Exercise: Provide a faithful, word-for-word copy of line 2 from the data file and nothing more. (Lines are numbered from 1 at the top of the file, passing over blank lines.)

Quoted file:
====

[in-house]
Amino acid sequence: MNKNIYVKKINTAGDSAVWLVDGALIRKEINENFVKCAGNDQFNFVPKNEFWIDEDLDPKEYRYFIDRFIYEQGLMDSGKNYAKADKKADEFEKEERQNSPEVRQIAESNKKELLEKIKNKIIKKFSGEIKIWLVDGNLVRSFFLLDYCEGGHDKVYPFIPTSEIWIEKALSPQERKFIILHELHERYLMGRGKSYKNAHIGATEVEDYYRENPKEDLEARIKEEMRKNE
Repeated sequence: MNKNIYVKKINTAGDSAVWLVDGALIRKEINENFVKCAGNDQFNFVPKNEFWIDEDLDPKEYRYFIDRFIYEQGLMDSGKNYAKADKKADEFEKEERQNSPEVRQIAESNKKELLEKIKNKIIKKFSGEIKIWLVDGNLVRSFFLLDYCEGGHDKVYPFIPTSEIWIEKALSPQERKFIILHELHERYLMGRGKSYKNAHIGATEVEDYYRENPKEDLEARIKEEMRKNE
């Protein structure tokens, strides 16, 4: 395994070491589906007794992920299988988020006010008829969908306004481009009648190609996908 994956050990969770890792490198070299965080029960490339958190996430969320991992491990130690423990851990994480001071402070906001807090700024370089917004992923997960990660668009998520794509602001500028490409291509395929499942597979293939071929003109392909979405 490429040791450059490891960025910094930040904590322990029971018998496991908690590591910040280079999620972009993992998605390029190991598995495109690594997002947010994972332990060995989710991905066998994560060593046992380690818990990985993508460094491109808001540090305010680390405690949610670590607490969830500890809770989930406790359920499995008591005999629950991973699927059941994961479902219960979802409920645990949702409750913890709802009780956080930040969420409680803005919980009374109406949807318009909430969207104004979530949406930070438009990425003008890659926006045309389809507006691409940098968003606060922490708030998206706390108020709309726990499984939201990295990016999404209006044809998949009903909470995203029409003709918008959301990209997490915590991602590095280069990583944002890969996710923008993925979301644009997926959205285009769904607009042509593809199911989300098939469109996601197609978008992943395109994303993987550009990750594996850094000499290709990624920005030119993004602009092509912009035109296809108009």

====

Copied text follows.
Amino acid sequence: MNKNIYVKKINTAGDSAVWLVDGALIRKEINENFVKCAGNDQFNFVPKNEFWIDEDLDPKEYRYFIDRFIYEQGLMDSGKNYAKADKKADEFEKEERQNSPEVRQIAESNKKELLEKIKNKIIKKFSGEIKIWLVDGNLVRSFFLLDYCEGGHDKVYPFIPTSEIWIEKALSPQERKFIILHELHERYLMGRGKSYKNAHIGATEVEDYYRENPKEDLEARIKEEMRKNE